FACE TO FACE: What don't you like about the party you like?
This week, my let-'em-eat-cake colleague and I have agreed to focus our attention on what we dislike about our preferred parties in this federal election rather than on criticizing the other guy's bunch, which we believe might well ruin the country.
Listening to my neo-con friend berate his federal Conservatives for not being fiscally ruthless enough and for not calling environmentalism a socialist plot will undoubtedly be a painful experience.
Despite this, you will not see me list in rebuttal, the myriad ways the Conservative government is ruining Canada, what with never-ending corporate tax cuts, sucking up to rural gun owners and promulgating a foreign policy that seeks to make Canada the 51st U.S. state.
Rather, as agreed, I offer a brief critique of the shortcomings of the less regressive parties in this federal election.
What's wrong with the Liberals and the NDP? Well, how about this: They are the same.
Both are fiscally conservative parties with an unthreatening veneer of social conscience.
Both want to be prudent in balancing the budget, protecting Medicare and giving a bit more to pensioners.
Both employ a "when in doubt, praise our troops" strategy.
They are parties between which people such as Ujjal Dosanjh, Bob Rae and others quite comfortably - and opportunistically - flit. The two parties have become indistinguishable.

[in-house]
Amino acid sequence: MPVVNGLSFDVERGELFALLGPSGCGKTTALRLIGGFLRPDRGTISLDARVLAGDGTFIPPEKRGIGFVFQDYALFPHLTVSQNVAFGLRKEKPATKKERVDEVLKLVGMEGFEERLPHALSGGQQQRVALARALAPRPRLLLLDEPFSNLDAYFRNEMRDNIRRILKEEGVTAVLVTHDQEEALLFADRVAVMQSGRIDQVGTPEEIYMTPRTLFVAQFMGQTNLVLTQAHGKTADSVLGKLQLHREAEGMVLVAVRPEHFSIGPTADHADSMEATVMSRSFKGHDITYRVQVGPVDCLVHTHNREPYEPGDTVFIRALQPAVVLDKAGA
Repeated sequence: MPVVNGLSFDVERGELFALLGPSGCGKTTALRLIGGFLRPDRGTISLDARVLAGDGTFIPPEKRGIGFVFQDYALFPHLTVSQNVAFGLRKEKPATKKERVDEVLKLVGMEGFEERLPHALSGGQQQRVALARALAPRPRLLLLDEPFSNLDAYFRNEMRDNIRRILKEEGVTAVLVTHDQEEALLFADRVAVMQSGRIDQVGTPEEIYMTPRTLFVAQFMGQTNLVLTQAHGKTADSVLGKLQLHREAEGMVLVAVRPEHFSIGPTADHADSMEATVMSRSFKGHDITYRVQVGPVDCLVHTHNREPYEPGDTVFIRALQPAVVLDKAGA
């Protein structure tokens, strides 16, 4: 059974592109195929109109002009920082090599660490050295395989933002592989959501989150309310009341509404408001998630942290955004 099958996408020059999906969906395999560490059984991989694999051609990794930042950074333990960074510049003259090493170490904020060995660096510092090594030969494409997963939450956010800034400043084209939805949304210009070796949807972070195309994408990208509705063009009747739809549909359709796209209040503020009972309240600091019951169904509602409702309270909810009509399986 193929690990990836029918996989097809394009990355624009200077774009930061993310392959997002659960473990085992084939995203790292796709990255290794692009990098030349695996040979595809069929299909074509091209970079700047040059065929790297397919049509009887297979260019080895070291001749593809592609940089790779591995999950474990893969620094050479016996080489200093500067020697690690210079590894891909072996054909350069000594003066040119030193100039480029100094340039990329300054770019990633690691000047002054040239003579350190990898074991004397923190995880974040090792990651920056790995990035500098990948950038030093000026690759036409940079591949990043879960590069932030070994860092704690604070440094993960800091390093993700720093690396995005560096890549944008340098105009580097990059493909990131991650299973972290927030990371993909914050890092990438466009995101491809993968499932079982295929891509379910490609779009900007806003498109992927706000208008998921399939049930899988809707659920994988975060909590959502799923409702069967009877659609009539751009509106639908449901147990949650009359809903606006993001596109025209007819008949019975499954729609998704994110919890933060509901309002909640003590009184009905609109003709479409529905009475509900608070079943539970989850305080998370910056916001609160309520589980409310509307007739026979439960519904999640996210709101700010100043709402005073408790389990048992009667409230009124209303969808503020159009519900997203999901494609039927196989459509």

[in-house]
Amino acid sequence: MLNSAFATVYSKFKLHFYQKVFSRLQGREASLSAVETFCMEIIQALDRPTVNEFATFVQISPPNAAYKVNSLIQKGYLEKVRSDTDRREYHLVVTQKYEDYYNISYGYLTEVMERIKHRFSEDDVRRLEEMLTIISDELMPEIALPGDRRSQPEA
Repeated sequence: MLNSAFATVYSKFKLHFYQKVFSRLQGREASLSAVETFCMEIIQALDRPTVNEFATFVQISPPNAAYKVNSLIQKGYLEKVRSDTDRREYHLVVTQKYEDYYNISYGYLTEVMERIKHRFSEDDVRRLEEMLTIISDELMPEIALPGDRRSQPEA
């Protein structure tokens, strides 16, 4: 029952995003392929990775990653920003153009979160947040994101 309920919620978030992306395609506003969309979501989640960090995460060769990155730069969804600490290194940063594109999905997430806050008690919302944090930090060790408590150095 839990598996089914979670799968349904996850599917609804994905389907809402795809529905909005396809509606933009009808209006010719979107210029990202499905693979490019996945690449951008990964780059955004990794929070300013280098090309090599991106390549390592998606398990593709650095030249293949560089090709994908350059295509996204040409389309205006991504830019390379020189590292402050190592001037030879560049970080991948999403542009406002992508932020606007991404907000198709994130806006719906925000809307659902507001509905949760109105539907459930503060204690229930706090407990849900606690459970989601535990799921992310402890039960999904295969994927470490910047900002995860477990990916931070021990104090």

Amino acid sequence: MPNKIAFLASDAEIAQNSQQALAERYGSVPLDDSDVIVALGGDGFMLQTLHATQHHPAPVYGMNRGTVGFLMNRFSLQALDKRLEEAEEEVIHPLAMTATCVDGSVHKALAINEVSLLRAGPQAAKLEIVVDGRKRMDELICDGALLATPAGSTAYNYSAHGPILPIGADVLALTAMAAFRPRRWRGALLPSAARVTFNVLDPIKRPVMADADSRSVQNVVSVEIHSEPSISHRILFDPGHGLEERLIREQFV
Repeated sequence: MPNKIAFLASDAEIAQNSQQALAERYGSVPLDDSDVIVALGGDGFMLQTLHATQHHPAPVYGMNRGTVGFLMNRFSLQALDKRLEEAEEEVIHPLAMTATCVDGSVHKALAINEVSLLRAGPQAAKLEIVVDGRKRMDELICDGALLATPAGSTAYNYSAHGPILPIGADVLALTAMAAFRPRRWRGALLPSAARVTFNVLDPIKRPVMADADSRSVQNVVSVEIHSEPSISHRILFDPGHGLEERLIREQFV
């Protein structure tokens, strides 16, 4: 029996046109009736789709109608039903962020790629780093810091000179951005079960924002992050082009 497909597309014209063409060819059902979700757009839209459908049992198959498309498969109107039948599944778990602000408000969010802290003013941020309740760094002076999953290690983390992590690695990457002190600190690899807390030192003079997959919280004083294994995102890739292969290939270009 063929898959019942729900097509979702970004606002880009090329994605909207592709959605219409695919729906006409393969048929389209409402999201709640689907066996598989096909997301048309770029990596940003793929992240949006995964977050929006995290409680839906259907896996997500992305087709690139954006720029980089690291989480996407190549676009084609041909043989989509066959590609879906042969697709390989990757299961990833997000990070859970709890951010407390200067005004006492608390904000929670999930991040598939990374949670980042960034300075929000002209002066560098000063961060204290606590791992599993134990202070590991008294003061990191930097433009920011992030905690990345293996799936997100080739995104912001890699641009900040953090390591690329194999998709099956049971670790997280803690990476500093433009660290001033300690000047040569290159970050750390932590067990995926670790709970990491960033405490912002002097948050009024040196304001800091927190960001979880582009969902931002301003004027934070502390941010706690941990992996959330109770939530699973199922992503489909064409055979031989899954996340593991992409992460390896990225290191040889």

Liberals have always been strategically, rather than ideologically, driven. The NDP has now assured its ongoing irrelevance by doing the same, downplaying ideology in favour of strategy. Is promising a few more shekels for pensioners by slightly increasing corporate tax all they've got? Where's the aggressive attack on soaring profits and corporate giveaways? Where's the gritty expose of the widening gap between rich and poor in Canada, like the "Corporate Welfare Bums" campaign of the '70s?
Where's the foreign policy that reiterates what Lester Pearson pioneered and most Canadians favour, that Canada's international contribution should be that of UN peacekeeper, not that of a minor appendage in unilateral U.S. actions or those of obsolete cold war coalitions?
The majority of Canadian voters are not Conservative but the votes of Canada's progressive majority will likely be neatly split between Frick and Frack.
Read what Terry O'Neill has to say here.
Face to Face columnist Jim Nelson is a retired Tri-City teacher and principal who lives in Port Moody. He has contributed a number of columns on education-related issues to The Tri-City News.